a man, with a thin grizzled beard, an aquiline nose, and big eyes with
the eyelids closed, was lying on the floor. His arms were thrown
asunder, his feet bare, and his thick, dirty toes were turned up at
right angles and stuck out straight. He had a wound in his side, and
on his ragged cloth jacket, as well as on his blue shirt, were stains
of clotted blood, which had turned black save for a few red spots here
and there. A woman stood close to the wall, so wrapped up in shawls
that her face could scarcely be seen. Motionless she gazed at the
aquiline nose, the upturned feet, and the protruding eye- balls;
sobbing and sighing, and drying her tears at long, regular intervals.
A pretty girl of thirteen was standing at her mother's side, with her
eyes and mouth wide open. A boy of eight clung to his mother's skirt,
and looked intensely at his dead father without blinking.
From a door near them an official, an officer, a doctor, and a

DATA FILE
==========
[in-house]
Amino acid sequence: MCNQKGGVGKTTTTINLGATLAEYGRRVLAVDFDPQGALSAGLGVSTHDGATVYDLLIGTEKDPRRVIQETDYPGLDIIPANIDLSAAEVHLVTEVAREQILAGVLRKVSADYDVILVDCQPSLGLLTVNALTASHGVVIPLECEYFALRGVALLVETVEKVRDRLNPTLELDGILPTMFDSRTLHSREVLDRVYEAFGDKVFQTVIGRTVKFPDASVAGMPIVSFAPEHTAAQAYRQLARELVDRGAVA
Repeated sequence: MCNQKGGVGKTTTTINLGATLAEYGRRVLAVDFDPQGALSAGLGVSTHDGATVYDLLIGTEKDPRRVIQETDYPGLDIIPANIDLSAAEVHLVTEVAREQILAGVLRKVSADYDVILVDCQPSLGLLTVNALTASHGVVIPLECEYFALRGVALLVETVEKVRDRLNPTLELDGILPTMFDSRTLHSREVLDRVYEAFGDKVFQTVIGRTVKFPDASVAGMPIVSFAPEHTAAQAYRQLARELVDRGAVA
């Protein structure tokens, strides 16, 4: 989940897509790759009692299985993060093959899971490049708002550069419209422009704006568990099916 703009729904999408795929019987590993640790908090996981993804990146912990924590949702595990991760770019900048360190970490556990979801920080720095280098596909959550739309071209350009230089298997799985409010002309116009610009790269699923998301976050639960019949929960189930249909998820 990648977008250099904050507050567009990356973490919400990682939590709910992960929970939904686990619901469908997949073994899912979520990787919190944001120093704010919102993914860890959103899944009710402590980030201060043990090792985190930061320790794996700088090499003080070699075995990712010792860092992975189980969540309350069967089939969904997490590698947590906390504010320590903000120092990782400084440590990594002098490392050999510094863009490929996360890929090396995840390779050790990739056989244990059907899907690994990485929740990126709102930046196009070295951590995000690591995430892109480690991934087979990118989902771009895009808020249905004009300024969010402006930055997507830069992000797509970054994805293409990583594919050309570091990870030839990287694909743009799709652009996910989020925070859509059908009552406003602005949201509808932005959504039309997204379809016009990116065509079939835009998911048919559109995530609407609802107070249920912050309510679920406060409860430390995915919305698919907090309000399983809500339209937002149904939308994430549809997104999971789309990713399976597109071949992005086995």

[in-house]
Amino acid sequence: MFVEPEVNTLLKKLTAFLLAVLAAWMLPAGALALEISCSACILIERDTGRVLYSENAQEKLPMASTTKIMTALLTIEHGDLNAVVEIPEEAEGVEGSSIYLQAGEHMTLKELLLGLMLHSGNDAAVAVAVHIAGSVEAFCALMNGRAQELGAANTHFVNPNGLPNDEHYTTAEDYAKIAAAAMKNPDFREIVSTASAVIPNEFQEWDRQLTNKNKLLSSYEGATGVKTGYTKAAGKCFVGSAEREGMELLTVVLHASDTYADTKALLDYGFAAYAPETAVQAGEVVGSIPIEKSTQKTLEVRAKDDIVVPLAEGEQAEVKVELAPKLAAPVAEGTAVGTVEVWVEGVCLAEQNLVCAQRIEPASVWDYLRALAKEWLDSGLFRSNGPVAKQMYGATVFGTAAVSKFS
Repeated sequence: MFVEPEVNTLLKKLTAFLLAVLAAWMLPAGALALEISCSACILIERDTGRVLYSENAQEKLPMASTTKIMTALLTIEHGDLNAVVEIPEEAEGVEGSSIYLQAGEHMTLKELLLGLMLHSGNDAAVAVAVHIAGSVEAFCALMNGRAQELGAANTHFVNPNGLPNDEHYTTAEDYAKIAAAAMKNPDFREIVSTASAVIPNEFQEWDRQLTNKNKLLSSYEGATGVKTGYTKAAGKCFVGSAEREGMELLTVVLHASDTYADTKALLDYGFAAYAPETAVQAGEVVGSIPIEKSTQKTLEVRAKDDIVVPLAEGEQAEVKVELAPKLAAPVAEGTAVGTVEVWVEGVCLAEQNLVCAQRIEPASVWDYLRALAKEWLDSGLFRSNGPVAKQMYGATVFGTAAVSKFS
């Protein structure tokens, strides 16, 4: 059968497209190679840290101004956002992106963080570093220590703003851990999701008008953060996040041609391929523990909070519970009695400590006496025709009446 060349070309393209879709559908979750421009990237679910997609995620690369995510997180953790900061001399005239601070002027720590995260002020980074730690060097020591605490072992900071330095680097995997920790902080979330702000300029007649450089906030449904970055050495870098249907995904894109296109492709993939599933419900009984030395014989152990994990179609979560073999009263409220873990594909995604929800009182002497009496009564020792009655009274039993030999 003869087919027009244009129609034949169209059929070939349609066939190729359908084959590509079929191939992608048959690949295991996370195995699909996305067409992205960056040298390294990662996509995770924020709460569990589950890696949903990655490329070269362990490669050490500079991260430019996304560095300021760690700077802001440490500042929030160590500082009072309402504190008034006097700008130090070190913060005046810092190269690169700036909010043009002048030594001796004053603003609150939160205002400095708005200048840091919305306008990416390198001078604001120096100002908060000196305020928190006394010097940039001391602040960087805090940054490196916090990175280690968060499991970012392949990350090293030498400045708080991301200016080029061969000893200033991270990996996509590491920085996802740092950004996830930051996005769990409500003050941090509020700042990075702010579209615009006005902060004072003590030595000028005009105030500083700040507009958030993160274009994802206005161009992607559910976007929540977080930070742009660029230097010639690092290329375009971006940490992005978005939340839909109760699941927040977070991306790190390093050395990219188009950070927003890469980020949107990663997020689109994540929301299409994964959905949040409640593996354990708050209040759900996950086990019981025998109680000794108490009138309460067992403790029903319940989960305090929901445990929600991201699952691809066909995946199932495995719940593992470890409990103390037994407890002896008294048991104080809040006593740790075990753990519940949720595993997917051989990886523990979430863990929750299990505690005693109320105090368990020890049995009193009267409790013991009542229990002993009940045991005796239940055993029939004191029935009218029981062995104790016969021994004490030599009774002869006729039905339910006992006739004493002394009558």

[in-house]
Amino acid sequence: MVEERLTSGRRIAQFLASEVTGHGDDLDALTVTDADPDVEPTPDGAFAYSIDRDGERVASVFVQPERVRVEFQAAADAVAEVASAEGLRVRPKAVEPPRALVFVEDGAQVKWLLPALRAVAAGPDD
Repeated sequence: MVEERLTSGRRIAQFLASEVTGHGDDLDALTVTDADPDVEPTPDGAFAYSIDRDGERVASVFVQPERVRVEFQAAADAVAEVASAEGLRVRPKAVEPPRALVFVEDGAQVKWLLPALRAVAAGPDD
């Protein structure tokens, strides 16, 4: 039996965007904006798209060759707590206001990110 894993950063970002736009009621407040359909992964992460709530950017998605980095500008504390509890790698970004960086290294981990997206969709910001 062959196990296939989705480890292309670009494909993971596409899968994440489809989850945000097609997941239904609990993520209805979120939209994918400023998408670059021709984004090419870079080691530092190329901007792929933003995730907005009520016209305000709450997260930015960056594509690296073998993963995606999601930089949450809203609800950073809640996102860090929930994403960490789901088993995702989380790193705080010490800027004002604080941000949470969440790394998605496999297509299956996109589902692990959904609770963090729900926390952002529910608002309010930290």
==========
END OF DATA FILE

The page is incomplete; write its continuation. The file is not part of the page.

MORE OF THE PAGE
clerk with documents, entered. After them came a soldier, the one who
had shot the man. He stepped briskly along behind his superiors, but
the instant he saw the corpse he went suddenly pale, and quivered; and
dropping his head stood still. When the official asked him whether
that was the man who was escaping across the frontier, and at whom he
had fired, he was unable to answer. His lips trembled, and his face
twitched. "The s--s--s--" he began, but could not get out the words
which he wanted to say. "The same, your excellency." The of- ficials
looked at each other and wrote something down.
"You see the beneficial results of that same system!"
In a room of sumptuous vulgarity two men sat drinking wine. One of
them was old and grey, the other a young Jew. The young Jew was
holding a roll of bank-notes in his hand, and was bargaining with the
old man. He was buying smuggled goods.
"You've got 'em cheap," he said, smiling.
"Yes--but the risk--"
"This is indeed terrible," said the young Tsar; but it cannot be
avoided. Such proceedings are necessary."
His companion made no response, saying merely, "Let us move on,"
and laid his hand again on the head of the Tsar. When the Tsar
recovered consciousness, he was standing in a small room lit by a
shaded lamp. A woman was sitting at the table sewing. A boy of eight
was bending over the table, drawing, with his feet doubled up under him
in the armchair. A stu- dent was reading aloud. The father and daugh-
ter of the family entered the room noisily.
"You signed the order concerning the sale of spirits," said the
guide to the Tsar.
"Well?" said the woman.
"He's not likely to live."